Sunday, April 8, 2012

Remembering Mike Wallace

         The most noteworthy thing that Mike Wallace and I had in common, other than we both worked at CBS News in the 1970s and 1980s, was a disdain for the university that the other attended.
         Mike graduated from the University of Michigan, I, more than a dozen years later, from The Ohio State University, and each year our teams played in The Game, a cross-border football rivalry that began in 1897.
         I’m not sure how either of us had learned where the other went to school, but as the November contest neared in 1974, Mike walked through the newsroom, where I was a writer for the CBS Evening News, pointed at me, and declared, “You’re going to lose.”
         I called after him, “Want to bet?”
         And thus began an annual ritual, ten dollars, no points, winner take all. It was a civil wager, with a short-lived bragging right, the loser having to deliver the purse to the victor.
But in 1984, the last year of our betting, when Ohio State beat Michigan, 21-6, Mike walked into the newsroom, dumped 1,000 pennies on my desk, and quickly left without saying a word. 
I moved from CBS News to NBC News the following year, just before The Game. It was a good thing, since Michigan won that contest, 27-17.

Friday, November 11, 2011

Always Wonder Why

           I thought of Andy Rooney the other day when I filled the tank of my car. The price of mid-grade gasoline was $3.55.9 a gallon, and I recalled how, many years ago during one of his commentaries on 60 Minutes, Andy had wondered why that nine-tenths of a cent always was tacked on to gasoline prices.
Why, he asked, didn’t the oil companies just round up to the full cent?
Among his many friends at CBS News, I was one of the newer ones, having met him in 1973, shortly after I joined the CBS Evening News. As journalists who considered ourselves writers first, Andy and I shared a passion for the written word. And we liked the low-tech way of getting those words on paper, using a manual typewriter.
I had bought an old Underwood at a yard sale a few months earlier, and I knew that Andy used a similar typewriter in his office. As he was walking through the newsroom one day, I asked him if he knew of a way to learn when my typewriter was manufactured. He told me where to find the serial number on it, and returned a short time later with a piece of paper with serial numbers and corresponding dates  – typewritten, of course: it turned out that my Underwood was built in 1942, the year that I was born.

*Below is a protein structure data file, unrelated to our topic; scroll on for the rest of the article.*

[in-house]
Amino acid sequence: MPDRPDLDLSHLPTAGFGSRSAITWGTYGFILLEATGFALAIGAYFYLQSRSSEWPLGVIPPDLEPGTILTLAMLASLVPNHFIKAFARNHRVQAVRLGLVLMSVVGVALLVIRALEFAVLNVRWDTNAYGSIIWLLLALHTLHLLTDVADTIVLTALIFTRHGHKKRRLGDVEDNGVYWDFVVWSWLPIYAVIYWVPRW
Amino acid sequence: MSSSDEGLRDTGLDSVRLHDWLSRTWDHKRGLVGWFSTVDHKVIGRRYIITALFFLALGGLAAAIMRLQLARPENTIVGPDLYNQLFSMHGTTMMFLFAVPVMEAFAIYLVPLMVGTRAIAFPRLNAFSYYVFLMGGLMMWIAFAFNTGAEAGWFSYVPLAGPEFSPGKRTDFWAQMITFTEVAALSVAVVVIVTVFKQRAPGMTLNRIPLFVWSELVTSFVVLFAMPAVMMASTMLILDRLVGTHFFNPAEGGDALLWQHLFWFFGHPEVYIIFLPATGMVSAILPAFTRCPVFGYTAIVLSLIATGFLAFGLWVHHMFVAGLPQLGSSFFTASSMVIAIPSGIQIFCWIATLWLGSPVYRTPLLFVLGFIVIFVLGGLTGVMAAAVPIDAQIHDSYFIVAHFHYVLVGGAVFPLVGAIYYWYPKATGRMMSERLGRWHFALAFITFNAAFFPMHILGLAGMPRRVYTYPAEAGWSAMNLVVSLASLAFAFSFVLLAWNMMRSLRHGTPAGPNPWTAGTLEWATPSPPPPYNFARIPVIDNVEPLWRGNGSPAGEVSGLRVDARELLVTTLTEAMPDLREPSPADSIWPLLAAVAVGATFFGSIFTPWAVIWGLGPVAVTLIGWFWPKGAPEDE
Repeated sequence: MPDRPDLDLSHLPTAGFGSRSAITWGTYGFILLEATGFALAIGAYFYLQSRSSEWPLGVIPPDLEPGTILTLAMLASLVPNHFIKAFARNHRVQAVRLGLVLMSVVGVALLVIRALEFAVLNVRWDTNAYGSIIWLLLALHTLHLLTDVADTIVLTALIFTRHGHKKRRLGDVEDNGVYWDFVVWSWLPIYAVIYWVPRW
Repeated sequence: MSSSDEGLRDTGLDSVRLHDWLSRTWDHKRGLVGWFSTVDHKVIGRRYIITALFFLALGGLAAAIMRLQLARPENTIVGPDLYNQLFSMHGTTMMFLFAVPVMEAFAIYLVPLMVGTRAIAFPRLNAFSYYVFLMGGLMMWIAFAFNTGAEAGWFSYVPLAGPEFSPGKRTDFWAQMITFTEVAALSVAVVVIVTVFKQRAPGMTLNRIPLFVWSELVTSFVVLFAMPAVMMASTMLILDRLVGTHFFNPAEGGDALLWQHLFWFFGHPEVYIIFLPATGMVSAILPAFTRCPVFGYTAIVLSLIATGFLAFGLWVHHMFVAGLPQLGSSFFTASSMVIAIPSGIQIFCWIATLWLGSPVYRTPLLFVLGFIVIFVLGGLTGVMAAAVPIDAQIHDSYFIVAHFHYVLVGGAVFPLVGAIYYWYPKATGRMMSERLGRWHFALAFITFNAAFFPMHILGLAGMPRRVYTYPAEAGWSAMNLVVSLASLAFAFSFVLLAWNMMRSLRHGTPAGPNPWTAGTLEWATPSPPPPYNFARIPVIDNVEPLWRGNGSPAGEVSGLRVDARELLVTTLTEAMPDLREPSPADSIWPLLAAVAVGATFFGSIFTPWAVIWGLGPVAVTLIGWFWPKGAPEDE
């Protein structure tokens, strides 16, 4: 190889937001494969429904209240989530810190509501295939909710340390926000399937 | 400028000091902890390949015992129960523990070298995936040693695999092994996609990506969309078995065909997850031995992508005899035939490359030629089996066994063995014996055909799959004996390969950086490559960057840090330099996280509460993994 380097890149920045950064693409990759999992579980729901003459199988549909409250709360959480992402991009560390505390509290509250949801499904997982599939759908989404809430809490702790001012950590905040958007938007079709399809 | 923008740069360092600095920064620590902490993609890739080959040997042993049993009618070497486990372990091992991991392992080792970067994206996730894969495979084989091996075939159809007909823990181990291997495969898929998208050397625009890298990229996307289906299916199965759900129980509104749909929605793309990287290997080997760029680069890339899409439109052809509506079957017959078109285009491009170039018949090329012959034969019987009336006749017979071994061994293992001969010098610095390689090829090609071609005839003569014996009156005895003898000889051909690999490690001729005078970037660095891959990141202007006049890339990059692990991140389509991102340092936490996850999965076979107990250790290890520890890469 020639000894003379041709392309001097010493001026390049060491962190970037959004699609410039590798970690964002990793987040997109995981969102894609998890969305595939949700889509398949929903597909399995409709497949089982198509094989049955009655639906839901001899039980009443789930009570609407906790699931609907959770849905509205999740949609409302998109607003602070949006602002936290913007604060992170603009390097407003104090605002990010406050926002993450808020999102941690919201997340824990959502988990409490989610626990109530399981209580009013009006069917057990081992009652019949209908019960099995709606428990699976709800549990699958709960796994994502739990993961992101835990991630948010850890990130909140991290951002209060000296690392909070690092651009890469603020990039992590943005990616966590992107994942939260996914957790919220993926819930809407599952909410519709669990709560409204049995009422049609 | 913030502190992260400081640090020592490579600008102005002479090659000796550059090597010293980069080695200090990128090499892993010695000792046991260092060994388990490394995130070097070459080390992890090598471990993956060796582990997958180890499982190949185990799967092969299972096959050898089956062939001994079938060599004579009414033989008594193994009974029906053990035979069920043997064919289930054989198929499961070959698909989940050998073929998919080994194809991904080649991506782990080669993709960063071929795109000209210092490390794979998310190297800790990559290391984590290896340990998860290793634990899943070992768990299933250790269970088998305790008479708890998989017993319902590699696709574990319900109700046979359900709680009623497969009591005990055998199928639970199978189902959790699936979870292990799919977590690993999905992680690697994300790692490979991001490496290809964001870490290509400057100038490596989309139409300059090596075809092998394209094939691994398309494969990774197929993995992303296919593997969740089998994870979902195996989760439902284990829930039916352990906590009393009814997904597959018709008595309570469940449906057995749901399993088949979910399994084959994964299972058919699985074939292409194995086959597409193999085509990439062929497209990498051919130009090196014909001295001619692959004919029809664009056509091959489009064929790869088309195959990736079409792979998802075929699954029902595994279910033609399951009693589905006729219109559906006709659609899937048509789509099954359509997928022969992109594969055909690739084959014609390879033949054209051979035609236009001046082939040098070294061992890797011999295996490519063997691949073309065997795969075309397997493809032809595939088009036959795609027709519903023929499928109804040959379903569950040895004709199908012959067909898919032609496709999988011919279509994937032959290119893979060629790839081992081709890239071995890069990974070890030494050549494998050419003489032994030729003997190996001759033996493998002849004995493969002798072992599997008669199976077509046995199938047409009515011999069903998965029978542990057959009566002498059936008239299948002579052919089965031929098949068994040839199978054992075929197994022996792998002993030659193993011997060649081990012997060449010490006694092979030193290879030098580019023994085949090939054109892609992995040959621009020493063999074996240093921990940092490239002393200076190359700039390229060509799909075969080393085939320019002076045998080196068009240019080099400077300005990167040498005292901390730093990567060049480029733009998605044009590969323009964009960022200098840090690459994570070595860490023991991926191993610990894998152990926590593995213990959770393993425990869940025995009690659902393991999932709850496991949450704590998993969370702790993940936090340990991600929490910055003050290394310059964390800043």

Andy suggested that I take it to Martin Tytell, a forensic typewriter expert in Lower Manhattan, who could show me how to make it like new. With Andy Rooney as my reference, Tytell did, and thus began my hobby of collecting old typewriters, with bookcase shelves now filled with 18 L.C. Smiths, Coronas, Underwoods, Royals and others, ranging in age from 1875 to 1942, all in perfect working condition; there are a few more in my basement, awaiting repair.
Several years ago, a student at Portland High School in Maine asked Andy to deliver the commencement address, and he accepted. Andy later told me that he did it because of the sheer audacity of the invitation. “I don’t like to do these things,” he said. “But how could I refuse such a wonderful request?”
When I heard that he was coming to Portland, I emailed Andy an offer to stay at my house, which was about 25 miles away. He called me to explain that he planned to drive to the graduation ceremony in the morning, and then head right back to Boston, where his wife Marge and he were visiting. But he asked me to come into Portland to visit with him, and I did, and we spent about a half-hour talking before the speech, and half as long after. The one line that I remember was when he admonished the students to not sleep late in the morning, “to make the most of your days, because time is too valuable.”
            In addition to words and typewriters, Andy and I liked to play tennis, and we always had time for that.
            Andy had heard about a Tuesday and Thursday lunchtime tennis club that Walter Cronkite and I were putting together. Among the original members were Bud Benjamin, the Evening News executive producer; John Lane, the senior producer; Bill Willson, an associate producer; Charles Osgood, a correspondent; and Howard Stringer, then the executive producer of CBS Reports. We needed one more person to complete the group, so that four of us could play at least once a week. 
“Include me in the tennis club,” Andy said over the phone. “I can be available any time you want.”
            And he always was. If a particular member were unable to play on his assigned day, I would call the others. Andy would say, “I’ll cancel lunch plans.” Walter, Bud, John, Charlie and Bill would say, “Let me check my schedule.” Howard would ask, “Who else is playing?”